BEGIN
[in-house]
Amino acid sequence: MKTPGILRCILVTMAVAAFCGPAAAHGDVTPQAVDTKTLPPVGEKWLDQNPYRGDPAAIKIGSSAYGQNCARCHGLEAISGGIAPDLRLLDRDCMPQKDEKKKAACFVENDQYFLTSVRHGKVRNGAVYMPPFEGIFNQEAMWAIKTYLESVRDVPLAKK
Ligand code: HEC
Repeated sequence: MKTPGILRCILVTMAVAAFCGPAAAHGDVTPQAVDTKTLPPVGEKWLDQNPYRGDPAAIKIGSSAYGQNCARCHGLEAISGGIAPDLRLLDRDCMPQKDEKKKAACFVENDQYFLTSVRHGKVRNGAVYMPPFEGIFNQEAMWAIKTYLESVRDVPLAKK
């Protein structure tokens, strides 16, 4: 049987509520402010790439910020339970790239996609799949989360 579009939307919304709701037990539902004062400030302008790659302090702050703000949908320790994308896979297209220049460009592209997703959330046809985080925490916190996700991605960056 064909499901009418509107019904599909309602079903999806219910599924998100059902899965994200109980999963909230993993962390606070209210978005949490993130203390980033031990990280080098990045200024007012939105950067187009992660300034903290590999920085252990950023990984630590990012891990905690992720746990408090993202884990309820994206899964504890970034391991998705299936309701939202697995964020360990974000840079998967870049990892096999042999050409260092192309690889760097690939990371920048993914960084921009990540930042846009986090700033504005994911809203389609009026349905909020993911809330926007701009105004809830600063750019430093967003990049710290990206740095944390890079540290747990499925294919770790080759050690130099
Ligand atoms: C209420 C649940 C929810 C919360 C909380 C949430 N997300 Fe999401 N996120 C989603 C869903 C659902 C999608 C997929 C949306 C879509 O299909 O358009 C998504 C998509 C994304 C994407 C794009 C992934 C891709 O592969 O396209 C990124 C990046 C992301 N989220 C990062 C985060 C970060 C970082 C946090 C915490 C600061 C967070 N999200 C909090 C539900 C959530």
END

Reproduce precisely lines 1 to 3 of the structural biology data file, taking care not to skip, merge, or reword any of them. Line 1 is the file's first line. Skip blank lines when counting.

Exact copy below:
[in-house]
Amino acid sequence: MKTPGILRCILVTMAVAAFCGPAAAHGDVTPQAVDTKTLPPVGEKWLDQNPYRGDPAAIKIGSSAYGQNCARCHGLEAISGGIAPDLRLLDRDCMPQKDEKKKAACFVENDQYFLTSVRHGKVRNGAVYMPPFEGIFNQEAMWAIKTYLESVRDVPLAKK
Ligand code: HEC